I know that when the utilities combine power from multiple generating stations onto the grid that they*used to* use a complicated system that sometimes even involved mechanical synchronous convertors. (akin to what used to be used to power subways and such) But I'm pretty sure that current technology has progresssed well beyond that. I don't know though.


As far as power quality, the power comapny is going to basically want to make sure that you're not sending any unwanted frequencies into their system, that you're not adding any kind of an underlying DC componant to the grid and that there are no rapid spikes or drops generated by the generating equipment, as these could damage nearby equipment.

I'm very lucky where I live. My power is absolutely gorgeous. If you look at it on an oscilloscope it always looks like a perfect sin wave, even when the dryer is running or something. A frequency counter always gets the same reading: 59.99 Hz. The fact that it's not dead-on 60 may be because the counter needs to be calibrated a bit better. The voltage is always stable and right on the money and it never seems to drop by much, even when something big starts up.

If somebody nextdoor started dirtying up my power with their old Coleman generator, I wouldn't be very happy about it.

-Steve
The power company will show you how to get your system in phase with the power line in order to make the connection. Once the connection is made your generator will stay in phase if it is a rotating machine. If it tries to go faster, i.e. produce a higher frequency than the line, it will be retarded to line frequency by a strong magnetic force in which case it will be putting power into the line. If it is going too slow it will be speeded up to line frequency by a strong magnetic force in which case it will be taking power from the line.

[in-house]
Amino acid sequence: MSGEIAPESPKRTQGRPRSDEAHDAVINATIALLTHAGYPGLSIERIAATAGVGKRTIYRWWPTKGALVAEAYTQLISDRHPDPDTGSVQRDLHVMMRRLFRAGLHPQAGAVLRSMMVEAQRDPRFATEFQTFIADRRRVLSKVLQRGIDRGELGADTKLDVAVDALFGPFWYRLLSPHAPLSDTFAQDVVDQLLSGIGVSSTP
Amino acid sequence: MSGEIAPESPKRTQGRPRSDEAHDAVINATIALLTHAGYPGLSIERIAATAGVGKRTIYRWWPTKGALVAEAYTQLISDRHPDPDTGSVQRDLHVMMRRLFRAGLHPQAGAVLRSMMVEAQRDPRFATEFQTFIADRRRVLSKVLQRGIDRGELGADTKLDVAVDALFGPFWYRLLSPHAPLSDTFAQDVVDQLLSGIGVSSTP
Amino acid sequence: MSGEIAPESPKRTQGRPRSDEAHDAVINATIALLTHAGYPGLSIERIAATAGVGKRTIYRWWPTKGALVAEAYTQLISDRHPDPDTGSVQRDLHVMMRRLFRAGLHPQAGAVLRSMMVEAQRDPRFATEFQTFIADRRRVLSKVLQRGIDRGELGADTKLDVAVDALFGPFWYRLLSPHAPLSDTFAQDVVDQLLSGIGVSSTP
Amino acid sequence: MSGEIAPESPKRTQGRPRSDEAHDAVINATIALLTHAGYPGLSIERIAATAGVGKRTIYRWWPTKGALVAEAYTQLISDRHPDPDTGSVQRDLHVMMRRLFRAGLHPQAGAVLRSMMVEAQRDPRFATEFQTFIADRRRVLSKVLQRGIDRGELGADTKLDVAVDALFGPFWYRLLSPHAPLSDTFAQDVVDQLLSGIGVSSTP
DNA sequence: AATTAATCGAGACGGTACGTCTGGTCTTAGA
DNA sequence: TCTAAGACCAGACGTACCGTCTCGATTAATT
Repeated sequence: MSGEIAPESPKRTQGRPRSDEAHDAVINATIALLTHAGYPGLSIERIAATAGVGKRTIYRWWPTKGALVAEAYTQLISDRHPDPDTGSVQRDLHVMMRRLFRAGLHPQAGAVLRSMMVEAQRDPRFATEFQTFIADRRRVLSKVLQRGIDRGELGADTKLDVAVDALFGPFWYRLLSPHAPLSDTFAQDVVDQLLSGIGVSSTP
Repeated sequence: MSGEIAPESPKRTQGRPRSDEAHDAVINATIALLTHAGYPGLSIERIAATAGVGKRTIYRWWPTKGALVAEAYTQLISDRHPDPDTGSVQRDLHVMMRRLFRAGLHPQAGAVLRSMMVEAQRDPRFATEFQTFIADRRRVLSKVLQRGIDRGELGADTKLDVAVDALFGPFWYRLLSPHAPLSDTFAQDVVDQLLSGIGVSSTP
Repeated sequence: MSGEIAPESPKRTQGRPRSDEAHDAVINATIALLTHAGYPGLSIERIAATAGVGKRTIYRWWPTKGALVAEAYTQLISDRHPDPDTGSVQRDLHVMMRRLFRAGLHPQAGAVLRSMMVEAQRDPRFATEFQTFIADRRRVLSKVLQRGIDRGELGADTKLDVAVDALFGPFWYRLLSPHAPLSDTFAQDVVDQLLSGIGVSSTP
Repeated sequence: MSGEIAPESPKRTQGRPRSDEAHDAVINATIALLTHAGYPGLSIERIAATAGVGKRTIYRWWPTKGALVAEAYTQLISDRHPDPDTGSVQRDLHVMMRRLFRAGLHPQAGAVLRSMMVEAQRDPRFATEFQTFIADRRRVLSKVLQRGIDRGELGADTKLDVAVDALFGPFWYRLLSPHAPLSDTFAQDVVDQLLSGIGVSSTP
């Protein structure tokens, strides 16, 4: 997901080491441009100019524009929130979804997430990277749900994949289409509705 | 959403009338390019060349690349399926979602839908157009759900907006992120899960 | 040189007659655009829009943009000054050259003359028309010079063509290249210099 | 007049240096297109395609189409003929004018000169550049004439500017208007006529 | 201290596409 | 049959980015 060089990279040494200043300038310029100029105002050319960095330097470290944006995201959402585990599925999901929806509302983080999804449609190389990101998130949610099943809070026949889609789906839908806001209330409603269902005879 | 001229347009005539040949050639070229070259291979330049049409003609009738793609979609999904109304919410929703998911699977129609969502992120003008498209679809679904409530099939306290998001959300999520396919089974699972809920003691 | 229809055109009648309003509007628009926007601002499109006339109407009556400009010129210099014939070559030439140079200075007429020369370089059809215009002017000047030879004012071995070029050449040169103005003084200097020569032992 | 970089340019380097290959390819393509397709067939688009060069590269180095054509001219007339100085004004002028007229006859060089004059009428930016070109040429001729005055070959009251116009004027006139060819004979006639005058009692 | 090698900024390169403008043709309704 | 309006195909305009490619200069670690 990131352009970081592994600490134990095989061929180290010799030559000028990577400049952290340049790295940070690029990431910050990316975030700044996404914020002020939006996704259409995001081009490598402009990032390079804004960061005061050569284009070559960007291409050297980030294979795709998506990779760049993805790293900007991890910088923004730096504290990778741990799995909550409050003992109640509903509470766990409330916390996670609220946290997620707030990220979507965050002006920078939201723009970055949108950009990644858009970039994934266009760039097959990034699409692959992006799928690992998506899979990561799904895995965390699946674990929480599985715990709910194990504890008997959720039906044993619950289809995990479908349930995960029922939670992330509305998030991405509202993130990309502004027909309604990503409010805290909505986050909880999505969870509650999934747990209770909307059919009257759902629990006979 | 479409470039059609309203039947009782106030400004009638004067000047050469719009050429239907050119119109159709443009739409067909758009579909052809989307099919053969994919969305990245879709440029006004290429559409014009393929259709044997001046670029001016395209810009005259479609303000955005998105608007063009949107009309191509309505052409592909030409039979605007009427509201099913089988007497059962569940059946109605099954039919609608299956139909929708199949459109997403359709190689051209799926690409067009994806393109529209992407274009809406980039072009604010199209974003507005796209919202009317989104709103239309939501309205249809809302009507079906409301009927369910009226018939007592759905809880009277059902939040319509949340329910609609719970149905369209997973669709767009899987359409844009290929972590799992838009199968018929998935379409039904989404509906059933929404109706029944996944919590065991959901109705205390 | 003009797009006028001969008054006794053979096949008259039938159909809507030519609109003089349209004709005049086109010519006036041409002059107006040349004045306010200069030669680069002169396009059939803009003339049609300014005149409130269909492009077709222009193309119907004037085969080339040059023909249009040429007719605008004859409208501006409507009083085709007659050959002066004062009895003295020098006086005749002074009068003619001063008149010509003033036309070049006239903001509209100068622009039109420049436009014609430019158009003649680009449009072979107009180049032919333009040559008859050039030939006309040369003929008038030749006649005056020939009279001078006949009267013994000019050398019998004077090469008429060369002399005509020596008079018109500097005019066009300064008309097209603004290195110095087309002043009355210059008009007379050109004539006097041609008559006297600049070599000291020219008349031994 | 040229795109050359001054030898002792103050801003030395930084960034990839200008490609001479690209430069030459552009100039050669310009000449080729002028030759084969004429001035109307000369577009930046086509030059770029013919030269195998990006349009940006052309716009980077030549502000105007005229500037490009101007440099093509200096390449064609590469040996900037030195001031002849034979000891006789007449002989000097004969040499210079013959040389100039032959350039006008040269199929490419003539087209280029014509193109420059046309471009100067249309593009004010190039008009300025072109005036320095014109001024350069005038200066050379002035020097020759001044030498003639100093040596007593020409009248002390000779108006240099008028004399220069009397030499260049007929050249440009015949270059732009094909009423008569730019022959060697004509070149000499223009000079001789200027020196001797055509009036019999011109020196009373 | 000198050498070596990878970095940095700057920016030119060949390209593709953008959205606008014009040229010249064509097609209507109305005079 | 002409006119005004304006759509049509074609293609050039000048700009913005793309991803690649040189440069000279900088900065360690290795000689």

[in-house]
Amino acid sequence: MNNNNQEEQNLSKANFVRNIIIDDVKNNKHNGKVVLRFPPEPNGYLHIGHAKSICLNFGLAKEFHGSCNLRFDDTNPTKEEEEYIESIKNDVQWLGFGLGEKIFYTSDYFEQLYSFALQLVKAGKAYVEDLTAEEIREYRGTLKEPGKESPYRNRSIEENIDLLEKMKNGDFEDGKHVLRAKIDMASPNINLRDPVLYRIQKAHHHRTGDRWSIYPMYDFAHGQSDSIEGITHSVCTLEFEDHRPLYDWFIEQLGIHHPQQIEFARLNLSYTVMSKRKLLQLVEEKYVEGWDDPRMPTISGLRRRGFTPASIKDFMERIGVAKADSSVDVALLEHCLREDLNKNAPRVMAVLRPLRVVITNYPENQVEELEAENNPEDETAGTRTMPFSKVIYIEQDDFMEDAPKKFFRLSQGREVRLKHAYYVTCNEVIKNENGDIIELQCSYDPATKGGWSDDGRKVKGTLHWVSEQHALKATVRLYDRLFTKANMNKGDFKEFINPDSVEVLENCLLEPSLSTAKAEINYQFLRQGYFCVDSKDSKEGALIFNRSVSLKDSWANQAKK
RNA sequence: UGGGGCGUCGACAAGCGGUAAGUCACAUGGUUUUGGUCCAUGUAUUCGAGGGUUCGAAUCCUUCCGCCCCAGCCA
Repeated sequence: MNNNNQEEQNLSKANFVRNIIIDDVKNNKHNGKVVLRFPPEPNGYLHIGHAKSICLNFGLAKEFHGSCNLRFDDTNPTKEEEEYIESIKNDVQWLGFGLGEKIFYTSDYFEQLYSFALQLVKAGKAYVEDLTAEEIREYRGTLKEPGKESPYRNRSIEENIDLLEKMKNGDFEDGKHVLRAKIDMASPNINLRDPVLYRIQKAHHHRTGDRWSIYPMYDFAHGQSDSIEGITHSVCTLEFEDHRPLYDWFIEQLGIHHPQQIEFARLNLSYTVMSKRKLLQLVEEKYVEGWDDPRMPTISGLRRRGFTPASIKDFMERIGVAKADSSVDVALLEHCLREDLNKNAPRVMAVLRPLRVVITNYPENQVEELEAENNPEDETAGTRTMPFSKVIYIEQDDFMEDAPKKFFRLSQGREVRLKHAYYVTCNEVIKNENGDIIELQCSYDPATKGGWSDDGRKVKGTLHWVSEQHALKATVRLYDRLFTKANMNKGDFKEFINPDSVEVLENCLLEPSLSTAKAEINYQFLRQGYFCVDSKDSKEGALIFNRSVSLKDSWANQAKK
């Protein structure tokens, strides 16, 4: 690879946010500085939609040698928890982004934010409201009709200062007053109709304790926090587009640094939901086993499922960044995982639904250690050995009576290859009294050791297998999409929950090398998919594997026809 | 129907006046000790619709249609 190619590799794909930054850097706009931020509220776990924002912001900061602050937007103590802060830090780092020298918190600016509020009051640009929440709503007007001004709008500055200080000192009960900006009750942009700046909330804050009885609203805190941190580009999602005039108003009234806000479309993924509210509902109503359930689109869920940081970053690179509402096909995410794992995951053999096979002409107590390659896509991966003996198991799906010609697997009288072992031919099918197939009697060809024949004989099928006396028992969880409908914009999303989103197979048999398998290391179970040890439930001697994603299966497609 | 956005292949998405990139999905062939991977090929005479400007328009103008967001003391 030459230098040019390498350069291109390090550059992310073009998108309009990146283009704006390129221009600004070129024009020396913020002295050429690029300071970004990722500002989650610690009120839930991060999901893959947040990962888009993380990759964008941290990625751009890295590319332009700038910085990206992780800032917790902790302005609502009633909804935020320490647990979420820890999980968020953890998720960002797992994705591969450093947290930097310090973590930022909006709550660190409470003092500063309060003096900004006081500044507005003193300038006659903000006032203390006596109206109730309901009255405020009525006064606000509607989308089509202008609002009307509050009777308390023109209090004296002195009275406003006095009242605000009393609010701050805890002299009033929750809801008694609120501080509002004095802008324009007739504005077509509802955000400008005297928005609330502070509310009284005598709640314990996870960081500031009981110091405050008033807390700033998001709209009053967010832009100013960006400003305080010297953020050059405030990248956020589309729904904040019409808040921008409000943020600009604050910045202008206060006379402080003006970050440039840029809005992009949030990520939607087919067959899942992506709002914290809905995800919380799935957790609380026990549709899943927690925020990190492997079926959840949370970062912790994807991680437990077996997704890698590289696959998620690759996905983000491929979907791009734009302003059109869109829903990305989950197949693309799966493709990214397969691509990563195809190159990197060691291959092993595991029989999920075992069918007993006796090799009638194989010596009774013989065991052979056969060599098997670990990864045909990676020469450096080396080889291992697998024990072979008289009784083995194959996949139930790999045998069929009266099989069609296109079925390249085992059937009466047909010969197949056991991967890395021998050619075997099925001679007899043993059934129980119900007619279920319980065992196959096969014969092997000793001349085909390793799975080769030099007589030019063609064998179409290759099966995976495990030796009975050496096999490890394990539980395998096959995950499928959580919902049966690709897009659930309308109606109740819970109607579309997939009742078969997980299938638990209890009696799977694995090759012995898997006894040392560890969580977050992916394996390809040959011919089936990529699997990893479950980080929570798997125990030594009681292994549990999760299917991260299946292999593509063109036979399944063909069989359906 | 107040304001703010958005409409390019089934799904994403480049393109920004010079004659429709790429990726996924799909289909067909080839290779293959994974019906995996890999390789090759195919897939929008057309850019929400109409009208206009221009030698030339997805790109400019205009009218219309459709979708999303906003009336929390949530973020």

Getting the rotating machine in phase is the problem. You have to start with your generator at the same voltage as the line or maybe a trifle higher. One simple method is to connect the neutral of the generator to the neutral of the line. Then connect a light bulb from the hot line of the generator to the hot line of the lamp. When the line and generator frequencies are relatively far apart the bulb will light. As you speed up or slow down your generator, depending upon what your generator frequency meter reads, and the frequencies get close to each other the lamp will begin to pulsate at the difference frequency. When the frequency of pulsation is slow, say one light-on light-off cycle every couple of seconds, you can make the connection whenver the light is out because at that time the line and your generator are in phase and at the same voltage. From then on they will stay in phase as described above and you can vary the amount of power you are putting into the line by increasing the input to your generator.

Power generating stations have sophisticated control systems for bringing generators on and off line.

If you start with direct current, as from solar cells, then your voltage can be converted to the line frequency by using the line output to chop your dc and thus you and the line will autmatically be in the correct phase and frequency.

Again, the power company will show you how to do all of this. In fact I'm pretty sure that they will insist on showing you how and in making sure that your equipment is adequate and proper for their use.

As engineer_comp_geek said, the power company will not tolerate a mickey mouse collection of junk.